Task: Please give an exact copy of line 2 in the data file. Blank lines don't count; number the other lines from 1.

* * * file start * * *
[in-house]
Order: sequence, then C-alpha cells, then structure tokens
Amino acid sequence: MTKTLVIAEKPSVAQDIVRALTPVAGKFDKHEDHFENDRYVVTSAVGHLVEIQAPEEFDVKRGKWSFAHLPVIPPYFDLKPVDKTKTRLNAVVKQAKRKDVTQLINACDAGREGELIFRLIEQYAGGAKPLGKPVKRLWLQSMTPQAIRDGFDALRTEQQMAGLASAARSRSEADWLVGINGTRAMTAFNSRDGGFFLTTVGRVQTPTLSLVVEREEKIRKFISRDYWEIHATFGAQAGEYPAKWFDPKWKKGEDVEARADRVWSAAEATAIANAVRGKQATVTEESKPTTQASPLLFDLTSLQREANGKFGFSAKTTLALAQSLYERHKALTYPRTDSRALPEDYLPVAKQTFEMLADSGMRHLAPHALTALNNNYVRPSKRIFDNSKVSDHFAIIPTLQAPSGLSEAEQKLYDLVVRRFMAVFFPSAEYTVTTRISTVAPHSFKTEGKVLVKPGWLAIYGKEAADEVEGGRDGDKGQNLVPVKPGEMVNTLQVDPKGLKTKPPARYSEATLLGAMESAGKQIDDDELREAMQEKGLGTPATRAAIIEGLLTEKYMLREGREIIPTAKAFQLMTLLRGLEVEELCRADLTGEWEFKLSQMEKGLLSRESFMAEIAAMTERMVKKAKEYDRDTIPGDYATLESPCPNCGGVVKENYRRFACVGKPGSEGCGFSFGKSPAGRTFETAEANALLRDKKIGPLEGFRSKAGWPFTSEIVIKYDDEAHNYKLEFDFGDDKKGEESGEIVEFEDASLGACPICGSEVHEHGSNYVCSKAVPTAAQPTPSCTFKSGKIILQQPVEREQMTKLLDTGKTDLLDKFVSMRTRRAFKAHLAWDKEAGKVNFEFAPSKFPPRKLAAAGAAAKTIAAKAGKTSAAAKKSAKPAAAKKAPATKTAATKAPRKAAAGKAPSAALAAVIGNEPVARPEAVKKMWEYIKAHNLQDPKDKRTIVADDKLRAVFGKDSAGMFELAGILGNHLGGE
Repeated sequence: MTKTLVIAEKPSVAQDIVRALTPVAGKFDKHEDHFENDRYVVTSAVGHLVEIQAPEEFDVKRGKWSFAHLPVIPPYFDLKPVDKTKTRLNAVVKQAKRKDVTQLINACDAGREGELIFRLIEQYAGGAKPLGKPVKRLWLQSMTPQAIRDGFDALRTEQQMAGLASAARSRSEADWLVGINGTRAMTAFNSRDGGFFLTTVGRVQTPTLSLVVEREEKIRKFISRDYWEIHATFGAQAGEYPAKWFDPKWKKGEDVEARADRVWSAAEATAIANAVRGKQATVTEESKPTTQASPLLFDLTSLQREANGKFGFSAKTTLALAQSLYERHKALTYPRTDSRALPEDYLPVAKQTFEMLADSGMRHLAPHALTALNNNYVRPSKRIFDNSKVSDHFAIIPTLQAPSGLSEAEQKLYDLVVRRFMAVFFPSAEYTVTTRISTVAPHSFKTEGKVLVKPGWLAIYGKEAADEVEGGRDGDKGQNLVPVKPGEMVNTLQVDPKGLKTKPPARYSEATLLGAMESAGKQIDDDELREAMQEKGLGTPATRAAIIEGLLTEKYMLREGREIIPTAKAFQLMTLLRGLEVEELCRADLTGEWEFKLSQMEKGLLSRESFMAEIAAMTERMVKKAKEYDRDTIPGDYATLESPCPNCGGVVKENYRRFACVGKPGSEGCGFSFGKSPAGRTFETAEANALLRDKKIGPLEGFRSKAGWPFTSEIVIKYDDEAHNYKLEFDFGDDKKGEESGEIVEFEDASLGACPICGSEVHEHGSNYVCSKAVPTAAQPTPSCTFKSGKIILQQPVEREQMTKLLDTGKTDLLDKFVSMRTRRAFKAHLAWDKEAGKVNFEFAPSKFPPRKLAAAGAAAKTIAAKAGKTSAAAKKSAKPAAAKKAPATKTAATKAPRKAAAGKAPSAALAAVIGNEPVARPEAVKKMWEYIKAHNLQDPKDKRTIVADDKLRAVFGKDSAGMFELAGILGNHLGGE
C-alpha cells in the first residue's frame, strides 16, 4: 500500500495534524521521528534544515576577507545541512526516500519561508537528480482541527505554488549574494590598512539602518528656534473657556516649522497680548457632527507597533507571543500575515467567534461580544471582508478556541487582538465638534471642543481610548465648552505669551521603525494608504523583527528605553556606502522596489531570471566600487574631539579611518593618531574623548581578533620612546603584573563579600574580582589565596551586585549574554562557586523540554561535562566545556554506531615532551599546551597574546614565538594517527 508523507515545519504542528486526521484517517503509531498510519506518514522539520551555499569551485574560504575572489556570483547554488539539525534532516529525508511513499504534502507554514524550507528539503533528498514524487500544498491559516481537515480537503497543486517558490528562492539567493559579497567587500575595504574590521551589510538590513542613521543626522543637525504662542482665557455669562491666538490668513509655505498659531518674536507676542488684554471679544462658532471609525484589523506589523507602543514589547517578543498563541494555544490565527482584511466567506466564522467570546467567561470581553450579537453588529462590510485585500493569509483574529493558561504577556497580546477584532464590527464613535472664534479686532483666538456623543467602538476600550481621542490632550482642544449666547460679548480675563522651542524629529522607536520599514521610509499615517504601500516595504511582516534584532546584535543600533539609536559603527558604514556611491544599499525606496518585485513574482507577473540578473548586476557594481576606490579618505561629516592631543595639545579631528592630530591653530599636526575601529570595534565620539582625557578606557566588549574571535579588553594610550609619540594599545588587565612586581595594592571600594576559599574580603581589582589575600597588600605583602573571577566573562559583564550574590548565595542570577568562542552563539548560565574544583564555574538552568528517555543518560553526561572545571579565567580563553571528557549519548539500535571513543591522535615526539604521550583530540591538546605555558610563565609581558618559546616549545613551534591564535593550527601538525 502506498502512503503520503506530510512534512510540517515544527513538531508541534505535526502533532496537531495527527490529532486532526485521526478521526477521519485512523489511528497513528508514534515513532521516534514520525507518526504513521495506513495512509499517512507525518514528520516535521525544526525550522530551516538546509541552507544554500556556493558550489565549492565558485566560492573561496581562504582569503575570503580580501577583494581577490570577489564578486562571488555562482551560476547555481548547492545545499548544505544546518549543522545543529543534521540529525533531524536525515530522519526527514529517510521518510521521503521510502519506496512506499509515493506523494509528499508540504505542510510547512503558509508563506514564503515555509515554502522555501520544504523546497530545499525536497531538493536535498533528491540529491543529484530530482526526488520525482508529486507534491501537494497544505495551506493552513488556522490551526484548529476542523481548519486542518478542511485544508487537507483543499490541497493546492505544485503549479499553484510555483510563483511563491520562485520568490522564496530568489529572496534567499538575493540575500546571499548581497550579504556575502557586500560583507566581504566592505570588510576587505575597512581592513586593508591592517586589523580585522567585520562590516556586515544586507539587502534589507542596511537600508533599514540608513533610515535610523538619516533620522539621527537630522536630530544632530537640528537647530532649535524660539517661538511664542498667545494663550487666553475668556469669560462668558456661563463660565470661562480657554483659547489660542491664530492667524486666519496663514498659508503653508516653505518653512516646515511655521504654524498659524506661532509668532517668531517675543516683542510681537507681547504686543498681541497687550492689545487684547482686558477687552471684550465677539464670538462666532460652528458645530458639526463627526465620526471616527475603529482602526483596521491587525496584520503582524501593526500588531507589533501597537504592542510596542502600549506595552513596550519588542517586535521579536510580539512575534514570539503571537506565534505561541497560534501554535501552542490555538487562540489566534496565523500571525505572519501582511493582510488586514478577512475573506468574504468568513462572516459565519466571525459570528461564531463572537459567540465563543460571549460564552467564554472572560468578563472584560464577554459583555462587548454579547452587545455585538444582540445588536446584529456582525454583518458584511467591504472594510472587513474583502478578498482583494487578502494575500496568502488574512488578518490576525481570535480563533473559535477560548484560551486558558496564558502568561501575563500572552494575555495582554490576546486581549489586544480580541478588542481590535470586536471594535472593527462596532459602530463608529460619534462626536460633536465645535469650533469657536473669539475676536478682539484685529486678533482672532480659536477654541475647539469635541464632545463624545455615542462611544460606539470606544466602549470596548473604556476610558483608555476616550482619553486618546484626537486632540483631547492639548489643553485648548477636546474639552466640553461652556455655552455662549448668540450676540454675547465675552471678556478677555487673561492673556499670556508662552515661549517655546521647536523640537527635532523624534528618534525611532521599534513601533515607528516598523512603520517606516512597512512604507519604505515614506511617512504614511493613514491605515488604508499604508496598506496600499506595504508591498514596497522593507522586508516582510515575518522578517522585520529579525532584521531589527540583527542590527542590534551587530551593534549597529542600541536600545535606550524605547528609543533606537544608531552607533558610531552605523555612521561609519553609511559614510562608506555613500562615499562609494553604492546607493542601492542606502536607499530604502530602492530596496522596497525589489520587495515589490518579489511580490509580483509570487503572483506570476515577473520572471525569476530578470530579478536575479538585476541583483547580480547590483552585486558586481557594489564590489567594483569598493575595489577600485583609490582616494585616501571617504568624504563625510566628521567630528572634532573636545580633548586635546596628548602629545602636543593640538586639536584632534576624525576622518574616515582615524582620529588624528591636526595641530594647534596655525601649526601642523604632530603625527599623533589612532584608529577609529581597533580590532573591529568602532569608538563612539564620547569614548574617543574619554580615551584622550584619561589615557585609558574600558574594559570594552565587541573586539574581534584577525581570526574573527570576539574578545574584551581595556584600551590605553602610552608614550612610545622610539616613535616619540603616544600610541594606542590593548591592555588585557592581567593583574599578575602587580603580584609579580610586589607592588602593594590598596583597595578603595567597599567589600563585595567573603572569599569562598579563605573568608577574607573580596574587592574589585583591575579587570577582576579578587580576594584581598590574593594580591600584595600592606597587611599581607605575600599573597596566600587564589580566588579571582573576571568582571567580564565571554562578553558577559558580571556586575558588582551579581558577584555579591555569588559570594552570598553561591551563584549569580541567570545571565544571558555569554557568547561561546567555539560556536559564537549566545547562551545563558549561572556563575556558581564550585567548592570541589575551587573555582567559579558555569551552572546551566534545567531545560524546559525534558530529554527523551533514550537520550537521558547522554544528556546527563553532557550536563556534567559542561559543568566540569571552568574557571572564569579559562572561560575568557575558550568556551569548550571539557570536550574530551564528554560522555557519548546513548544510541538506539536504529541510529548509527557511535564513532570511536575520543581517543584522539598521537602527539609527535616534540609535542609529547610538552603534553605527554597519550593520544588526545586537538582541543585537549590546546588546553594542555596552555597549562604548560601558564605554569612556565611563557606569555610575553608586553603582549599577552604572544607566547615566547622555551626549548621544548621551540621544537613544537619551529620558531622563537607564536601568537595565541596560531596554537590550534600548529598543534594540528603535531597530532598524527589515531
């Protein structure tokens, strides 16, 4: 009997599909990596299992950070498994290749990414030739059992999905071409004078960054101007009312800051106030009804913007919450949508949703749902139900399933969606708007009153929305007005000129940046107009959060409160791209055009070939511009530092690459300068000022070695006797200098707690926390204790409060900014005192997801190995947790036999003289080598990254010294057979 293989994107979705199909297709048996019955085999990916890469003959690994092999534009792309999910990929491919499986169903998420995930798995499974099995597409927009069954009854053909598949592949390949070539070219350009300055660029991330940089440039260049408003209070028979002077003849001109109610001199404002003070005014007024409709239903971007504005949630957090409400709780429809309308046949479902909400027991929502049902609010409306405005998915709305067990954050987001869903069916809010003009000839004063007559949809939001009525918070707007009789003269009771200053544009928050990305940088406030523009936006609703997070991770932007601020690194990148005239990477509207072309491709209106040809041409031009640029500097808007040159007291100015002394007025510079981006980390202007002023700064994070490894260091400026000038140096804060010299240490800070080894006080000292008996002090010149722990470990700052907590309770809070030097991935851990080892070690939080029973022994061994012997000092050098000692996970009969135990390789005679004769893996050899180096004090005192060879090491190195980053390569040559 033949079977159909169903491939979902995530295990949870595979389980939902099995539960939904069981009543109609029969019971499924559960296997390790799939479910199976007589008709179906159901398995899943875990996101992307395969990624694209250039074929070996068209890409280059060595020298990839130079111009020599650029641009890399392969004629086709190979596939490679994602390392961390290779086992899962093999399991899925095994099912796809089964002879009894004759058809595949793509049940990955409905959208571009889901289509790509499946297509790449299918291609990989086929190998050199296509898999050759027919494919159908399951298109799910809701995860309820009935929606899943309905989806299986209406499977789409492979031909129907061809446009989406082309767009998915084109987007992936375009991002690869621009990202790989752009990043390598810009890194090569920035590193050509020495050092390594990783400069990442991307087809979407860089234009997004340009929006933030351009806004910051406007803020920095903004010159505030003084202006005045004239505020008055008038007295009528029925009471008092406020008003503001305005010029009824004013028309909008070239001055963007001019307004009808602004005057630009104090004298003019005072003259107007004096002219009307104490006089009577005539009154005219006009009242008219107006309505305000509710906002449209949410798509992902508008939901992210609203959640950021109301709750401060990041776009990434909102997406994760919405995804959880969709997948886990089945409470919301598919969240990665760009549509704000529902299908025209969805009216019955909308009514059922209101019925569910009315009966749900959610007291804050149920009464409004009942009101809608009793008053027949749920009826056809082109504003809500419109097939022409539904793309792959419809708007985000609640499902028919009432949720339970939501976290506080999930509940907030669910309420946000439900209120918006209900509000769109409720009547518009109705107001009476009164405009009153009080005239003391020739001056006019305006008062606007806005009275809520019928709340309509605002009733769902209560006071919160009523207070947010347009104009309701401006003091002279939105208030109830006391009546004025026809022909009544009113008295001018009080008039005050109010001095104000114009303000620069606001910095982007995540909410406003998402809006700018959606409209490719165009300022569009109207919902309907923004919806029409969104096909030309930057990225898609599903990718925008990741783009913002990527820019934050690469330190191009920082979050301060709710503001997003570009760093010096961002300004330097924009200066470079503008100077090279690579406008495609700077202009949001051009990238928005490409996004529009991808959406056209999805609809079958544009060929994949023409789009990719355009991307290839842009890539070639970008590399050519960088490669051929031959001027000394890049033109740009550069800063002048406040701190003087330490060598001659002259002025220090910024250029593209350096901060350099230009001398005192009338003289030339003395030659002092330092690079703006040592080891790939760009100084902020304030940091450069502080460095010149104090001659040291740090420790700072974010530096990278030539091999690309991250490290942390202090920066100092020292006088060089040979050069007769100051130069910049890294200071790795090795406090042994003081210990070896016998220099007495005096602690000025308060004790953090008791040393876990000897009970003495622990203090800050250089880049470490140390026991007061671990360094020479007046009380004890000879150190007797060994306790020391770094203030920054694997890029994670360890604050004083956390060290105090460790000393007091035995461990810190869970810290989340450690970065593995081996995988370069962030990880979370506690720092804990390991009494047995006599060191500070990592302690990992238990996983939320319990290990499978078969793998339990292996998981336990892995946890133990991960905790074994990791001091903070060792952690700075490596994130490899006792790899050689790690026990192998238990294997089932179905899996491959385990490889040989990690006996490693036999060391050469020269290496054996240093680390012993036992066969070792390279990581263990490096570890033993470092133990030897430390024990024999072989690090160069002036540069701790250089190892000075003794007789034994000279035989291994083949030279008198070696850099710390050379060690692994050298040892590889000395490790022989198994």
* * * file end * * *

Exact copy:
Order: sequence, then C-alpha cells, then structure tokens